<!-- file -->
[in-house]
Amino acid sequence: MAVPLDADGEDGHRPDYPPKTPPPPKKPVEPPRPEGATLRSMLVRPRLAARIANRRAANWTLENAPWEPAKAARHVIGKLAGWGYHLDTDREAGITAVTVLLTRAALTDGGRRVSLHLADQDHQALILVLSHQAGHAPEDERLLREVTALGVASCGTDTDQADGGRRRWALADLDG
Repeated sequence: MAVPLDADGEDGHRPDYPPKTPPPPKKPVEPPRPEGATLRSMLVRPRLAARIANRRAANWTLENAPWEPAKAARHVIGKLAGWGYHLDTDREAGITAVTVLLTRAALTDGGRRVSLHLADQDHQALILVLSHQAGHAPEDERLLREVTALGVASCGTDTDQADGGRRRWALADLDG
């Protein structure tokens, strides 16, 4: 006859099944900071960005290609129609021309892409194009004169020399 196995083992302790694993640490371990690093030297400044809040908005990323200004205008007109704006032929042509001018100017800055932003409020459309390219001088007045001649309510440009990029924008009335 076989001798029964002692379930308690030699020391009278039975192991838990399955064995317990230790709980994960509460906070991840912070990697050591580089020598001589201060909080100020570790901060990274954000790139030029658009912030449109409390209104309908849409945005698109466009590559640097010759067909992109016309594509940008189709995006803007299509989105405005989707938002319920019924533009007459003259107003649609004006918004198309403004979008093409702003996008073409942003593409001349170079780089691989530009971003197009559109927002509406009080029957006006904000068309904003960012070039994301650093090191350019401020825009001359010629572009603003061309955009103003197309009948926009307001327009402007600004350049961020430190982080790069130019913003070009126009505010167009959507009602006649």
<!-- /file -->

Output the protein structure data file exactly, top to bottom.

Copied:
[in-house]
Amino acid sequence: MAVPLDADGEDGHRPDYPPKTPPPPKKPVEPPRPEGATLRSMLVRPRLAARIANRRAANWTLENAPWEPAKAARHVIGKLAGWGYHLDTDREAGITAVTVLLTRAALTDGGRRVSLHLADQDHQALILVLSHQAGHAPEDERLLREVTALGVASCGTDTDQADGGRRRWALADLDG
Repeated sequence: MAVPLDADGEDGHRPDYPPKTPPPPKKPVEPPRPEGATLRSMLVRPRLAARIANRRAANWTLENAPWEPAKAARHVIGKLAGWGYHLDTDREAGITAVTVLLTRAALTDGGRRVSLHLADQDHQALILVLSHQAGHAPEDERLLREVTALGVASCGTDTDQADGGRRRWALADLDG
């Protein structure tokens, strides 16, 4: 006859099944900071960005290609129609021309892409194009004169020399 196995083992302790694993640490371990690093030297400044809040908005990323200004205008007109704006032929042509001018100017800055932003409020459309390219001088007045001649309510440009990029924008009335 076989001798029964002692379930308690030699020391009278039975192991838990399955064995317990230790709980994960509460906070991840912070990697050591580089020598001589201060909080100020570790901060990274954000790139030029658009912030449109409390209104309908849409945005698109466009590559640097010759067909992109016309594509940008189709995006803007299509989105405005989707938002319920019924533009007459003259107003649609004006918004198309403004979008093409702003996008073409942003593409001349170079780089691989530009971003197009559109927002509406009080029957006006904000068309904003960012070039994301650093090191350019401020825009001359010629572009603003061309955009103003197309009948926009307001327009402007600004350049961020430190982080790069130019913003070009126009505010167009959507009602006649």